- Cape student sues, accuses school officials of slamming her to ground multiple times (04/28/16)46
- Neelys Landing man shot, killed by highway patrol trooper after traffic stop (05/01/16)31
- Bob Evans restaurant in Cape Girardeau among chain's 21 closings (04/26/16)9
- Missouri House votes to allow concealed weapons without permits (04/28/16)8
- Police report filed, but no charges in incident at Cape Central (04/29/16)40
- Two hurt in motorcycle wreck on Interstate 55 (04/25/16)1
- 2016 All-Missourian Boys Basketball (04/29/16)
- Senator introduces bill for I-57 that would connect Sikeston with Little Rock (04/28/16)4
- Law firm requests information about Cape's traffic cameras (04/25/16)3
- Local lawmakers split over failed medical marijuana bill; voters may have a say (04/26/16)19
Nation briefs 8/21/04
Crude price spike could send gas prices higher
WASHINGTON -- Amid soaring crude oil prices, gasoline costs have been dropping. But don't expect that to last, economists say. Motorists can expect prices at the pump to level off or reverse course if crude prices remain near $50 a barrel, as they were Friday. Gasoline prices again could even edge toward the $2-a-gallon range nationwide in the coming weeks, analysts said. Consumers also should be ready to pay more to heat their homes this winter because crude costs probably will push up heating oil prices. Natural gas prices also could rise if some industrial users shift from oil to natural gas, according to analysts.
Israel pressured to move West Bank barrier
JERUSALEM -- An Israeli Supreme Court order and a rare admonition from that country's attorney general increased pressure on Israel to reassess its West Bank security barrier Friday as a senior government official said the country would have to explain why it won't heed a world court ruling to dismantle the contentious structure. Attorney General Meni Mazuz on Thursday warned that the International Court of Justice's July ruling at The Hague, Netherlands, urging Israel to tear down the barrier could lead to sanctions against the Jewish state. Mazuz's warning was an unusual acknowledgment that the country could be punished because of its policies toward the Palestinians.
Afghanistan withdrawal urged by U.N. union group
UNITED NATIONS -- The bombing of a U.N. election office in Afghanistan that injured six policemen drew calls from a U.N. union Friday that the world body consider withdrawing staffers from the embattled nation. The Staff Union urged a security review and revamped safety measures for Afghanistan-based U.N. personnel, saying the safety of staff remained the highest priority. Guy Candusso, the union's vice-president, said, "We think the U.N. should consider suspending operations and rethink security before moving into the next critical phase of the election process." The union noted that other recent attacks on election workers have highlighted the danger.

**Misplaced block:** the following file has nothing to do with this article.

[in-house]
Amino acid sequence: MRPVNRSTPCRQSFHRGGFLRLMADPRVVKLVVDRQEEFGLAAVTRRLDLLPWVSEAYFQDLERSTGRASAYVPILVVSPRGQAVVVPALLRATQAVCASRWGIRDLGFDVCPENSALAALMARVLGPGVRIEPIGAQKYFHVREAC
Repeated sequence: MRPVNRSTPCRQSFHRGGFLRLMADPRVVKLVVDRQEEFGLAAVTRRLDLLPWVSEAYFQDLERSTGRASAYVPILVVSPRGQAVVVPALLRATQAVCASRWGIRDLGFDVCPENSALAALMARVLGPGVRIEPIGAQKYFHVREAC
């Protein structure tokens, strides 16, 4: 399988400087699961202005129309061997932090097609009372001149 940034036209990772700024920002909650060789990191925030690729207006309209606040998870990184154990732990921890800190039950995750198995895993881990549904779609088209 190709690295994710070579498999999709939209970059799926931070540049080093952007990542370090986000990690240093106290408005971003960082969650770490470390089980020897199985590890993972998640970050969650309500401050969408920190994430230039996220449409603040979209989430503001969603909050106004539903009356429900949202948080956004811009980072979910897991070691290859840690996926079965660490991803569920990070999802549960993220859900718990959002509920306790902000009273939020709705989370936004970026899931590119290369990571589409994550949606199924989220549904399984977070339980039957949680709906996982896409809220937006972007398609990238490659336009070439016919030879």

Second explosion rocks Texas gas storage facility
MOSS BLUFF, Texas -- A second explosion in less than 24 hours rocked a burning underground gas storage facility early Friday, prompting authorities to expand an evacuation zone around the site. The fire at Duke Energy's Moss Bluff natural gas facility intensified overnight, an official said. The second explosion was reported at 1:15 a.m. and was seen as far as 20 miles away, witnesses said. No injuries were reported. The first explosion was blamed on leaking gas. The second explosion Friday morning happened because the fire caused a valve to give way on top of the storage cavern, said Danny Gibbs, a spokesman for Charlotte, N.C.-based Duke Energy.
Vaccinated soldiers help in anthrax treatment
FORT CAMPBELL, Ky. -- Soldiers vaccinated against anthrax have the opportunity to help future anthrax victims by donating their blood. The government plans to develop an experimental treatment for anthrax from the blood of people vaccinated against it. Such a medicine has never been tested on people, but scientists think it has a good chance of working based on animal tests. Federal health officials are aiming for an emergency stockpile that could treat about 2,700 people in case of another anthrax attack. Five people died from anthrax in 2001.
U.S., S. Koreans fail to agree on timeline
SEOUL, South Korea -- Top U.S. and South Korean defense officials failed Friday to agree on a timeline for the planned reduction of American forces on the divided peninsula amid Seoul's concerns the departing troops will weaken its defenses against North Korea. The redeployment of some 12,500 troops away from South Korea is part of Pentagon plans for a worldwide realignment of American forces that President Bush has said would help the United States better respond to today's threats. His Democratic challenger, John Kerry, has criticized the move, saying it would embolden North Korea even as the international community seeks to get the communist nation give up its nuclear ambitions.
-- From wire reports